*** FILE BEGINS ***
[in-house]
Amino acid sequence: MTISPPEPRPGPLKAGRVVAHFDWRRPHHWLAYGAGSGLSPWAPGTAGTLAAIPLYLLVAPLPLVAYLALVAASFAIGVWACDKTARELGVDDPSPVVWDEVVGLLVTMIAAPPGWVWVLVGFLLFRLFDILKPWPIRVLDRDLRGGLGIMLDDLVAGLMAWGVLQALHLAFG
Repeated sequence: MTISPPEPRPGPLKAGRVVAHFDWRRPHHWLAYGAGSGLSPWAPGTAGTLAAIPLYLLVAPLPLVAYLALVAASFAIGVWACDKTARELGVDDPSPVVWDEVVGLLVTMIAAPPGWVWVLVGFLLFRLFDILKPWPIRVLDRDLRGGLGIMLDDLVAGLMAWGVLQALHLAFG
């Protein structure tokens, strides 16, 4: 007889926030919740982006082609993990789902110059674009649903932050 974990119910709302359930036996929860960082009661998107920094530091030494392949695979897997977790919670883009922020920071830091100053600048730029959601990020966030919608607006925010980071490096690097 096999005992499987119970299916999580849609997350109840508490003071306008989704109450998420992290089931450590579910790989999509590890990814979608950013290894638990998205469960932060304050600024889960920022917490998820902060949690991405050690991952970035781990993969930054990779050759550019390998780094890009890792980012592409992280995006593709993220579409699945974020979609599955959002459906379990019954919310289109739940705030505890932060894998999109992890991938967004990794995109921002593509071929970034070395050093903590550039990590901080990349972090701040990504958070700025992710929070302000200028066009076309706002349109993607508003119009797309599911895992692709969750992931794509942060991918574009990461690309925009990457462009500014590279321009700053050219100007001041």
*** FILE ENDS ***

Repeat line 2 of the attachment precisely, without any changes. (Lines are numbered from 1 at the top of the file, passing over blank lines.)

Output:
Amino acid sequence: MTISPPEPRPGPLKAGRVVAHFDWRRPHHWLAYGAGSGLSPWAPGTAGTLAAIPLYLLVAPLPLVAYLALVAASFAIGVWACDKTARELGVDDPSPVVWDEVVGLLVTMIAAPPGWVWVLVGFLLFRLFDILKPWPIRVLDRDLRGGLGIMLDDLVAGLMAWGVLQALHLAFG